Marine Radar

Marine radars are gadgets that are used to help navigate ships through seas, rivers and oceans. Technically speaking, the radar is made possible by electromagnetic waves. They can identify geological factors like range, speed, direction and altitude and in relation to all approaching objects, including other ships, islands or approaching weather systems. Marine radars emit electromagnetic waves which are then reflected by the target and then returned to the source and amplified. Radar is able to pick up data on objects that are usually not discernible by the human eye or ear.

The cost of marine radars can vary. Some cost as low as $500 while others may soar to three grand. What are some of the high-tech features that increase the selling price? Among others, high resolution displays, auto tuning, True Motion Display (which can discern the difference between stationary objects floating and things that are moving) and devices with enhanced performance or expandability. Other advents in marine radars technology include radars that are equipped to work with GPS systems, fish finders and networks.

What should you consider when deciding on marine radars? First, you have to consider what size of boat is appropriate. After all, radars come in various configurations and sizes and must match the size of your craft. You also have to consider transmitter output, since this directly affects the performance level of your radar, even in difficult conditions like fog or rain. You also have to consider the beam angle, which is directly related to the length of the antenna you are putting up. The longer your antenna, the more you can expect from your unit's resolution and accuracy in detection.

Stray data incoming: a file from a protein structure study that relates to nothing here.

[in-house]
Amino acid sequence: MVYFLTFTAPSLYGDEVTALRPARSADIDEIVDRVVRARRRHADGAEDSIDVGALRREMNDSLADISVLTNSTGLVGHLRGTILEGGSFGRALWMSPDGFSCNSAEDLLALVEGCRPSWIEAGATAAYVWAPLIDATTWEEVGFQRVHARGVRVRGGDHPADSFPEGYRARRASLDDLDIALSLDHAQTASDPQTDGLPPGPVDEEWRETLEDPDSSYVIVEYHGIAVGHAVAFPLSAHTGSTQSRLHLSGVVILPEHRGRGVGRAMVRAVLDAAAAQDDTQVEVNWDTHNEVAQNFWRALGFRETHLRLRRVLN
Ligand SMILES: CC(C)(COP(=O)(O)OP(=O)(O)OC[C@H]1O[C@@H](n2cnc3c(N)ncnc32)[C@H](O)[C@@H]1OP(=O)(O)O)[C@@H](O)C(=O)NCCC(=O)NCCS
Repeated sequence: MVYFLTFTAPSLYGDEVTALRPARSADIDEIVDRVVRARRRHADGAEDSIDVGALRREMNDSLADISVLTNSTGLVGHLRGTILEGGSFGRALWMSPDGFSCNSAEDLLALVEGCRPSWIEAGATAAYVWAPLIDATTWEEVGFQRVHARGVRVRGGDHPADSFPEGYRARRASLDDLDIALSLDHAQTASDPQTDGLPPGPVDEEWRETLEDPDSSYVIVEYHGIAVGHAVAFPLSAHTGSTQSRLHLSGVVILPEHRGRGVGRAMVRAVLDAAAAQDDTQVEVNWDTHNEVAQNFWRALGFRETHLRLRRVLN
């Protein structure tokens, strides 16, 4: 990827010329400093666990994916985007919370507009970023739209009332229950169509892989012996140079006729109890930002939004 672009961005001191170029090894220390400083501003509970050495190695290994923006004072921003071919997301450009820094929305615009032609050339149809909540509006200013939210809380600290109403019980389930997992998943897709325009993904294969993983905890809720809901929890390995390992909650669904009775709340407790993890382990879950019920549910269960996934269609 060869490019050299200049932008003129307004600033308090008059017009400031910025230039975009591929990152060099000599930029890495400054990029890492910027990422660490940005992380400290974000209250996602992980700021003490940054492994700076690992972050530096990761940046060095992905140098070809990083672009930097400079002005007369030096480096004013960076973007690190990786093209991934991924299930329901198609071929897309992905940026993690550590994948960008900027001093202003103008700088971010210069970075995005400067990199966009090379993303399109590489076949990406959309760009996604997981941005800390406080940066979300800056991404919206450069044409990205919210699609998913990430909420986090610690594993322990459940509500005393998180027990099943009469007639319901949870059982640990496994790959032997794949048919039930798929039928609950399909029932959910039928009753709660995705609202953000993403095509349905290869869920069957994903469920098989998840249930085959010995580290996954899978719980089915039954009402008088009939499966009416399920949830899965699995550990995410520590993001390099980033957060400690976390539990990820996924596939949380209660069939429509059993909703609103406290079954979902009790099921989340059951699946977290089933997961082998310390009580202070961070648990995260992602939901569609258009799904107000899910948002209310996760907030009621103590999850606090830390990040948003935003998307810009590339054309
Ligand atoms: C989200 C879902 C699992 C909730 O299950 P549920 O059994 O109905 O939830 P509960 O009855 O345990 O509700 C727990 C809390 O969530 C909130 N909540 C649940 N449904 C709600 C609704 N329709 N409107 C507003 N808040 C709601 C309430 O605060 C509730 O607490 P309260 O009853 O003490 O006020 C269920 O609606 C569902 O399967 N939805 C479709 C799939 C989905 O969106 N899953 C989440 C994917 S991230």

Another issue is the display in marine radars. Just as in television, in marine navigation you have to choose between CRT and LCD displays. CRT stands for Cathode Ray Tube while LCD stands for Liquid Crystal Display. CRT displays have high contrast in average light and tends to show bright targets. These screens are also affected by bright sunlight. LCDs are smaller in size, yet offer larger flat screen displays. The contrast on an LCD screen actually increases when it is back lit, so the navigational view will not be hindered by direct sunlight.

Other considerations include the type of software you get with your marine radar.

system, which should be easy to install and easy to read in real time. Some of the best software programs offer a plug and play installation and extra-fast chart drawing abilities. Viewing the display while standing in the sun can be a problem, so look for a system that offers an AR-coated LCD or CRT screen.

Buying marine radars can help you plan your journey, keep you safe and keep your travel plans organized. Such a device can even help make your expedition more enjoyable and successful by alerting you to potential problems and keeping you on track. For more information on marine radars try looking up these gadgets online through marine retail stores or searching for the product by name. Contact Atlantic Marineinc for the best marine Radar.